“And would you like that in addition to anything else?” our waitress questioned as she jotted down the last of our order.
“No,” we three replied simultaneously.
Bustling with Brooklynites, The Salad Bar was an open house for vegetarians. Being a bar first and a quality based service second, there were very few tables which, at the moment, were occupied by “jackasses”, as Tony put it, available to us. And so, we sat atop the uncomfortable, faux-leather bar stools awaiting our food.
Jemma stared at me for a long while; I pretended not to notice.
“You’re fidgeting.” She pointed out.
“No, I just need…something.” I said.
“Like what? A cigarette?”
Without a care in the world, I answered, figuring she’d take it as a joke, of course, “Yes. Exactly that. Got any?”
“Why, Hanson! How could you even imply such a petty—here you go.” Jemma stuck her hand out offering me two cigarettes.
My eyes widened, “But you don’t smoke!”
“I don’t, but I know you do.”
“For how long?”
“Ever since you started.” Jemma laughed; a bright chuckle.
“Well, I never—“shockingly, I accepted and lit one up.
After we scarfed down our garden salads, (made up of tossed greens and hearty Caesar dressings), we stepped out of the bar. The wind had taken up speed.
“Jem, it’s like I don’t know you anymore!” I said, pausing mid-track, carrying the remark in a hushed tone so as not to draw attention.
“Tony, give me us a second over here.” Jemma called out.
“Sure thing.” Belched Tony.
Jemma ushered me to the side. She smiled once again at me and my heart lifted. Was this something new I’d been feeling? Was this, dare I say, love? Ugh. Love, to this ignorant turned spunky woman, love toward this unattractive turned lovely beauty? I thought awhile, grinning like an ass.
Suddenly, she slapped the side of my face hard. The sort of way a woman does when she knows you’re not who you said you were. It was like reality and karma had it in for me and made me aware with a literal slap to the face, (plus three rings.) I felt it too easy to outburst a cry and demand an explanation as to why she ‘just did that’. But I didn’t. I turned around and accepted it all. I accepted the fact that I had suffered for weeks when I simply could’ve said ‘no!’ I accepted the money which was non-existent, the very bills I’d never get a chance to roll naked in. And finally, I accepted the very beauty that stood in front of me clutching her hand in utter pain.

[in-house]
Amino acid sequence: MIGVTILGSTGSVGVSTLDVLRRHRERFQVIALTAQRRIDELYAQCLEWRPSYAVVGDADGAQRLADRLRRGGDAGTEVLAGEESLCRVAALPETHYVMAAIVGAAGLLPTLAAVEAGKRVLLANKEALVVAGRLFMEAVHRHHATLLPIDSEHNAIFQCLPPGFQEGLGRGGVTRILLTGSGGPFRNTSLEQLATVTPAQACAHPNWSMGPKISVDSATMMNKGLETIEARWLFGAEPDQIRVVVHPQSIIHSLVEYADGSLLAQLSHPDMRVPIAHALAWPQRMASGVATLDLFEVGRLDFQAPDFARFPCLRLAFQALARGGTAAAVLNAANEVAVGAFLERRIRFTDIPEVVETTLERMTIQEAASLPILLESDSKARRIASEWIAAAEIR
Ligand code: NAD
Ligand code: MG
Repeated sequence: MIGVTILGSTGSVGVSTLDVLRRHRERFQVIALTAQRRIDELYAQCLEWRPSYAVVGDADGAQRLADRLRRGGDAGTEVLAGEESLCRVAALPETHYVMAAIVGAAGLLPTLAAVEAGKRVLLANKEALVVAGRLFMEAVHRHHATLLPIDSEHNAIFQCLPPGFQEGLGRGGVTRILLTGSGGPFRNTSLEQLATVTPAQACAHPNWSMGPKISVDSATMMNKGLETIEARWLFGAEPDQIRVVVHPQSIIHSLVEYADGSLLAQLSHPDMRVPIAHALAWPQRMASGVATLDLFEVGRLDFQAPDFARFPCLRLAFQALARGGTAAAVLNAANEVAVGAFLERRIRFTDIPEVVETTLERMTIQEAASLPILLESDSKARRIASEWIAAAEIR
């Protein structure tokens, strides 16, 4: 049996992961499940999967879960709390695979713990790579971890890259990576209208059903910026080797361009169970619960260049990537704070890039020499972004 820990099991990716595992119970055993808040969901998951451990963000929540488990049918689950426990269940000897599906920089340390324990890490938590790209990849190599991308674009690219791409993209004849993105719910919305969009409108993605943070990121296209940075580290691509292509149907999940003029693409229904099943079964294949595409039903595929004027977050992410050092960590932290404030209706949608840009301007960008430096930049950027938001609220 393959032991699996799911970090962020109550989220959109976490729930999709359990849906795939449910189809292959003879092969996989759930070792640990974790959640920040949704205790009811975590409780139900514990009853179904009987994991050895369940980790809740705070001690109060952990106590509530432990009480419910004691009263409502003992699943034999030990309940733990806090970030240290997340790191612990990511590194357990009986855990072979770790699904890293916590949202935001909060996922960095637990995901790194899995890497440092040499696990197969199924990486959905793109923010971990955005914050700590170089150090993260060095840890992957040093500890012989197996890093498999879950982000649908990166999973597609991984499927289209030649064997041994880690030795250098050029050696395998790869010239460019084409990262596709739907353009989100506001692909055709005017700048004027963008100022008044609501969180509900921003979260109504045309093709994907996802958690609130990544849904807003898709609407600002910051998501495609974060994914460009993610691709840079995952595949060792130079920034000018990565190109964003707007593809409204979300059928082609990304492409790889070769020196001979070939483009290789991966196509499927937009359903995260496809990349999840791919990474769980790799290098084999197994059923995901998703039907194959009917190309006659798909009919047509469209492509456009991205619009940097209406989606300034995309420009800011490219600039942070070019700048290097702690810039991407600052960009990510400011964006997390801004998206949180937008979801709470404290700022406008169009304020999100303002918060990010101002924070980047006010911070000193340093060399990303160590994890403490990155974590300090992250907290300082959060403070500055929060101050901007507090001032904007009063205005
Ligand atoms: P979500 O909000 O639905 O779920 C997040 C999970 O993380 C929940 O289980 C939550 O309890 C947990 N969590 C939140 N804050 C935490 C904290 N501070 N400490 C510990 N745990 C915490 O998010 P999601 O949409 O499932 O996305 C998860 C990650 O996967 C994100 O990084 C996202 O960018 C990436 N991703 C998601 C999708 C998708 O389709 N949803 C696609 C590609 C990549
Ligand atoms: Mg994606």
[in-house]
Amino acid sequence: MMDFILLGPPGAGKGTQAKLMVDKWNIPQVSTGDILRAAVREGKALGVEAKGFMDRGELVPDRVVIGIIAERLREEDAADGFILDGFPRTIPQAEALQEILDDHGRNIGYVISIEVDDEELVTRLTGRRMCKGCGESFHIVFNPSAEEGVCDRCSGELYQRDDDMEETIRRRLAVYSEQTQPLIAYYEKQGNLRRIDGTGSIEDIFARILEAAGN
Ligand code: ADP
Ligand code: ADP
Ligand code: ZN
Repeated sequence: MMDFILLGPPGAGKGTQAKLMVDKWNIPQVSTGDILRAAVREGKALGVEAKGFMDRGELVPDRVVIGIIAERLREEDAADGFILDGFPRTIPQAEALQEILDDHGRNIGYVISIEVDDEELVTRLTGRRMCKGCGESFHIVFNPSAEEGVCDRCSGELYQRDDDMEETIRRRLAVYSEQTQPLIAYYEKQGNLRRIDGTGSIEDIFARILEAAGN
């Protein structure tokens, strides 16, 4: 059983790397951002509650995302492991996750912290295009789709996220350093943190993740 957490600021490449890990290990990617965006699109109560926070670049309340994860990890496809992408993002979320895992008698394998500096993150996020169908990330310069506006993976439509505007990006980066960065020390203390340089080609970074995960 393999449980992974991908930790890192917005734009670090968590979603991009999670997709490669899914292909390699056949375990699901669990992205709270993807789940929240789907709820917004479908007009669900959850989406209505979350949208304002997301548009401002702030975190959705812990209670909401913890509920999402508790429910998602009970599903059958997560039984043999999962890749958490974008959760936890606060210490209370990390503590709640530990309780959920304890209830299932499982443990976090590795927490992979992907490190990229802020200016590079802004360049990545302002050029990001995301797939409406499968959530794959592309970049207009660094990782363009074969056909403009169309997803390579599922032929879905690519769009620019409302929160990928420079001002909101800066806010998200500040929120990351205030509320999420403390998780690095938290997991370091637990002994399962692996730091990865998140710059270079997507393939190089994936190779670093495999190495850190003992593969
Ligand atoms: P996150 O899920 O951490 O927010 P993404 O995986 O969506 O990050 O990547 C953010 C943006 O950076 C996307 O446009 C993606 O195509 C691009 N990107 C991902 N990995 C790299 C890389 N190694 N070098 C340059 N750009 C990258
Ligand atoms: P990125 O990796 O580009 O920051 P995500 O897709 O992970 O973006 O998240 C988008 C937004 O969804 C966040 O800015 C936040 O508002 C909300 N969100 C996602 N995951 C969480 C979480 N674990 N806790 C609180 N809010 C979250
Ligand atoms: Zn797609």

“Hanson, why’d you accept the bet?”
“Are you alright?”
“I’m fine! The bet, the one you made with my old college roommate, to get twenty grand or so, as soon as you’d marry me. That bet!”
“Okay, okay fine. I don’t know! I don’t know why I did it. I figured it was simple and humorous and—how the hell do you know, anyway?”
“Tony told me of it after our third date.”
“That’s ludicrous.” I stated.
“What’s ludicrous is the thought that you actually believed this idiot,” she pointed to Tony who’d inched his way toward us, eavesdropping, “would reward someone for marrying a random person he picked out of an old alumni pamphlet while high on paint thinner! I mean, if he’d have chosen a guy, would you have done it then too? Well?!”
“Why are you so innocent in all this? Why’d you go through with it? If you really knew what game he was playing, why’d you comply?!” What does Jemma reply? Please return to the top of the page to vote on what happens next!
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